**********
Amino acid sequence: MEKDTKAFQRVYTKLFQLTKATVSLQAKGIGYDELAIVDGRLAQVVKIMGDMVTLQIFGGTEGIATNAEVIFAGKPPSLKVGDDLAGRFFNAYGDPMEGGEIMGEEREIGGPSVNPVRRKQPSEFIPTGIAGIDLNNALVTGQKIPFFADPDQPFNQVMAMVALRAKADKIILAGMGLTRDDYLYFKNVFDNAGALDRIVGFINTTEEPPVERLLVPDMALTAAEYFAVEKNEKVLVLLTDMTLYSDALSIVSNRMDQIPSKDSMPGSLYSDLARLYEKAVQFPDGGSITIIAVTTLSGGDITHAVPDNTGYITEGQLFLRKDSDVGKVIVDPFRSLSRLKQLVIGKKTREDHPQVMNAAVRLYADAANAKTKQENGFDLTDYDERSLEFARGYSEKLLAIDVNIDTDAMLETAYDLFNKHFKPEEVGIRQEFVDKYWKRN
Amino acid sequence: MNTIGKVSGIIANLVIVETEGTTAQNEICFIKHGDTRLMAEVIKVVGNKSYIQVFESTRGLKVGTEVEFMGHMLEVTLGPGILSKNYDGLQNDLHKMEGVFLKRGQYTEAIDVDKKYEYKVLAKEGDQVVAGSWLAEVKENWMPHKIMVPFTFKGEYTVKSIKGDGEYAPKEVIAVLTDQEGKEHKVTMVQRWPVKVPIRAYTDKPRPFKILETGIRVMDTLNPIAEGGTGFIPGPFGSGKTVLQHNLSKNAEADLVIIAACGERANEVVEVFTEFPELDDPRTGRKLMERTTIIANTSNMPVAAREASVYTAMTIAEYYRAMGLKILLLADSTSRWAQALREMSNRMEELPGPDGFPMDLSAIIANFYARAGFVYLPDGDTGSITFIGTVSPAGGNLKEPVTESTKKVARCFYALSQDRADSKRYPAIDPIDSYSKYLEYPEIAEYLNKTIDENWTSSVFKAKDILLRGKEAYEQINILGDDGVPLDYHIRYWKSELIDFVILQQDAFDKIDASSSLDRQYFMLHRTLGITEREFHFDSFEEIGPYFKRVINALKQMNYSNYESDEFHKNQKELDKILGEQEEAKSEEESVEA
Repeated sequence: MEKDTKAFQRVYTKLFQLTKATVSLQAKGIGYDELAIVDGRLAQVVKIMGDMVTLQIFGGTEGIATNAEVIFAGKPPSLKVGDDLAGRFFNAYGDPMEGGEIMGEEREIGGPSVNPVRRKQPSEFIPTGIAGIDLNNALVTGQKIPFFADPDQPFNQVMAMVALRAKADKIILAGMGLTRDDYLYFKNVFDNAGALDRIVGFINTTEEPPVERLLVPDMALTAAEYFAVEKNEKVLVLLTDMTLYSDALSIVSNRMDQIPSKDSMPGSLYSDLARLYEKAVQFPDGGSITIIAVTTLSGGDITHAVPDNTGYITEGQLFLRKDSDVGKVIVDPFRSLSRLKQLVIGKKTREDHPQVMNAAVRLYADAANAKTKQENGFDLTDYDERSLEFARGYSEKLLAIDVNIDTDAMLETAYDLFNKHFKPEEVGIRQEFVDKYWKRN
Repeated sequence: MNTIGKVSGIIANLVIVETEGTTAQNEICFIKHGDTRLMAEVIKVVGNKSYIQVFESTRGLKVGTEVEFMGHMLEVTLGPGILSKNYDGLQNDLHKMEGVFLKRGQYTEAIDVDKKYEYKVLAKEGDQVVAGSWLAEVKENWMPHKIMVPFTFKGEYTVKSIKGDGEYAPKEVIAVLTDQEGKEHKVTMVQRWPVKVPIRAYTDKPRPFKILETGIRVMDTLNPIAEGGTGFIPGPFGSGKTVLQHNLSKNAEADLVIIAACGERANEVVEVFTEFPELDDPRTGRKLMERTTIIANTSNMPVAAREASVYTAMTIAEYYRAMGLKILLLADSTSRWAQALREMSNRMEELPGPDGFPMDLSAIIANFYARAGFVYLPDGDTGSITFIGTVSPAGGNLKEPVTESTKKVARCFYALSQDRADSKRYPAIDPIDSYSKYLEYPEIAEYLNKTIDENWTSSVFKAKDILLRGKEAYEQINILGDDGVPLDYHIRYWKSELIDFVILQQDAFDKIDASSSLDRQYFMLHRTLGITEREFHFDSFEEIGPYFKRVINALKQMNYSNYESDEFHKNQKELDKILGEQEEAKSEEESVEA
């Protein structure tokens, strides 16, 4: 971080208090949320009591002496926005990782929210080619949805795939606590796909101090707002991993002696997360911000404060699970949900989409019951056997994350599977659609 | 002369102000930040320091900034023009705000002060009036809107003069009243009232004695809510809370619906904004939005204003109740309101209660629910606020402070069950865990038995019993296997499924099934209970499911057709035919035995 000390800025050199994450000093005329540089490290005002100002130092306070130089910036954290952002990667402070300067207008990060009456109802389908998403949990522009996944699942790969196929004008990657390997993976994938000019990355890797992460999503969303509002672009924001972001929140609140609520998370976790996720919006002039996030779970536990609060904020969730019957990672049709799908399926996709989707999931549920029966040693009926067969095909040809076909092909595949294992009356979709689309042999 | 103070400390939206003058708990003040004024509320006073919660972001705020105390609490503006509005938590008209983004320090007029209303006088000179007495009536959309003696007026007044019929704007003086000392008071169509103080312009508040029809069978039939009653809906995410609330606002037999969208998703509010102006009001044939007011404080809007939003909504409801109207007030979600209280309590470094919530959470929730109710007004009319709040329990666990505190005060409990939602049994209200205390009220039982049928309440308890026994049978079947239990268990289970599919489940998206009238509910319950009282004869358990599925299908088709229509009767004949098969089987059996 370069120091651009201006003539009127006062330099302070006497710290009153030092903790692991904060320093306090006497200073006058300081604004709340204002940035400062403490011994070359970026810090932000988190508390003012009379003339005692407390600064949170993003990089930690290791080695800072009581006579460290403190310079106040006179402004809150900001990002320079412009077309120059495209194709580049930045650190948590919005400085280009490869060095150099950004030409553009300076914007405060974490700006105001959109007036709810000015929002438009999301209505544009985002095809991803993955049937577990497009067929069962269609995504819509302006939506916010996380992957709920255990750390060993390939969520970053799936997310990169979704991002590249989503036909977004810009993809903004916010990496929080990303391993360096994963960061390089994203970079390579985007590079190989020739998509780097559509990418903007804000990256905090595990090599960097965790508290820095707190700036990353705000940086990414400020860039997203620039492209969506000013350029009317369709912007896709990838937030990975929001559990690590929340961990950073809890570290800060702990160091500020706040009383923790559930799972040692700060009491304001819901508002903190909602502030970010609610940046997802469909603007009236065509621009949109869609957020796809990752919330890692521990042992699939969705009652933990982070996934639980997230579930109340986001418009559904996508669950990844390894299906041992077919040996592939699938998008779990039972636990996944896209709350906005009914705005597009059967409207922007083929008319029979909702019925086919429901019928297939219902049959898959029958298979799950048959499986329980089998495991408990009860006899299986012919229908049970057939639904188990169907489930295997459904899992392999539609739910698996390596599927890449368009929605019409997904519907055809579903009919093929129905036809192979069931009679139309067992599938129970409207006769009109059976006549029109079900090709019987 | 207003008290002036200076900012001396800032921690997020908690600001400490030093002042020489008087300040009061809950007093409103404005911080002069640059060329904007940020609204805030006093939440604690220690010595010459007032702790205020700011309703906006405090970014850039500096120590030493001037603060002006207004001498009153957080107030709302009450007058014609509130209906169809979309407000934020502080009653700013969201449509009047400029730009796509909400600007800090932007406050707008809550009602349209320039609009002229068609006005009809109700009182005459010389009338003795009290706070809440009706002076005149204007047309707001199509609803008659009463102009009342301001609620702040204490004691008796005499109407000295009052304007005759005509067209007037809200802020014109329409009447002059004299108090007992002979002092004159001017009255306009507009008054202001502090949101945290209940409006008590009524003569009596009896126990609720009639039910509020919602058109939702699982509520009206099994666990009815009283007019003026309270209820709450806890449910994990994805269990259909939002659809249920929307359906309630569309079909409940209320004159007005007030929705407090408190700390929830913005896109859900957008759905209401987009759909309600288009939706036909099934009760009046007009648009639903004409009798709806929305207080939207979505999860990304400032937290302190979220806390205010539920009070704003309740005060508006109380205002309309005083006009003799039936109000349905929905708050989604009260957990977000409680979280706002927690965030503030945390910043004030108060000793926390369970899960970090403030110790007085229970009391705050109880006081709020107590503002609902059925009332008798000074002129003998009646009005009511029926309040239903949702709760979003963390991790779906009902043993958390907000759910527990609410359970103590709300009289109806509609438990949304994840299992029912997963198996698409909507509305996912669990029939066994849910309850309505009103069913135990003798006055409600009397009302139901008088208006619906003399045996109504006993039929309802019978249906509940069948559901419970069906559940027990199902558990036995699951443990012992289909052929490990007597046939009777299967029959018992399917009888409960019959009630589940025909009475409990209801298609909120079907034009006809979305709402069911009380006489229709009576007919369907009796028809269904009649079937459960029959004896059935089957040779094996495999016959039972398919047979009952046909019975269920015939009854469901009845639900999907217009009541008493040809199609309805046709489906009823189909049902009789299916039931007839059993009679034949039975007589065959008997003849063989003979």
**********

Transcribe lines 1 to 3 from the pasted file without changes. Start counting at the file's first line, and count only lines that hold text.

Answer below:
Amino acid sequence: MEKDTKAFQRVYTKLFQLTKATVSLQAKGIGYDELAIVDGRLAQVVKIMGDMVTLQIFGGTEGIATNAEVIFAGKPPSLKVGDDLAGRFFNAYGDPMEGGEIMGEEREIGGPSVNPVRRKQPSEFIPTGIAGIDLNNALVTGQKIPFFADPDQPFNQVMAMVALRAKADKIILAGMGLTRDDYLYFKNVFDNAGALDRIVGFINTTEEPPVERLLVPDMALTAAEYFAVEKNEKVLVLLTDMTLYSDALSIVSNRMDQIPSKDSMPGSLYSDLARLYEKAVQFPDGGSITIIAVTTLSGGDITHAVPDNTGYITEGQLFLRKDSDVGKVIVDPFRSLSRLKQLVIGKKTREDHPQVMNAAVRLYADAANAKTKQENGFDLTDYDERSLEFARGYSEKLLAIDVNIDTDAMLETAYDLFNKHFKPEEVGIRQEFVDKYWKRN
Amino acid sequence: MNTIGKVSGIIANLVIVETEGTTAQNEICFIKHGDTRLMAEVIKVVGNKSYIQVFESTRGLKVGTEVEFMGHMLEVTLGPGILSKNYDGLQNDLHKMEGVFLKRGQYTEAIDVDKKYEYKVLAKEGDQVVAGSWLAEVKENWMPHKIMVPFTFKGEYTVKSIKGDGEYAPKEVIAVLTDQEGKEHKVTMVQRWPVKVPIRAYTDKPRPFKILETGIRVMDTLNPIAEGGTGFIPGPFGSGKTVLQHNLSKNAEADLVIIAACGERANEVVEVFTEFPELDDPRTGRKLMERTTIIANTSNMPVAAREASVYTAMTIAEYYRAMGLKILLLADSTSRWAQALREMSNRMEELPGPDGFPMDLSAIIANFYARAGFVYLPDGDTGSITFIGTVSPAGGNLKEPVTESTKKVARCFYALSQDRADSKRYPAIDPIDSYSKYLEYPEIAEYLNKTIDENWTSSVFKAKDILLRGKEAYEQINILGDDGVPLDYHIRYWKSELIDFVILQQDAFDKIDASSSLDRQYFMLHRTLGITEREFHFDSFEEIGPYFKRVINALKQMNYSNYESDEFHKNQKELDKILGEQEEAKSEEESVEA
Repeated sequence: MEKDTKAFQRVYTKLFQLTKATVSLQAKGIGYDELAIVDGRLAQVVKIMGDMVTLQIFGGTEGIATNAEVIFAGKPPSLKVGDDLAGRFFNAYGDPMEGGEIMGEEREIGGPSVNPVRRKQPSEFIPTGIAGIDLNNALVTGQKIPFFADPDQPFNQVMAMVALRAKADKIILAGMGLTRDDYLYFKNVFDNAGALDRIVGFINTTEEPPVERLLVPDMALTAAEYFAVEKNEKVLVLLTDMTLYSDALSIVSNRMDQIPSKDSMPGSLYSDLARLYEKAVQFPDGGSITIIAVTTLSGGDITHAVPDNTGYITEGQLFLRKDSDVGKVIVDPFRSLSRLKQLVIGKKTREDHPQVMNAAVRLYADAANAKTKQENGFDLTDYDERSLEFARGYSEKLLAIDVNIDTDAMLETAYDLFNKHFKPEEVGIRQEFVDKYWKRN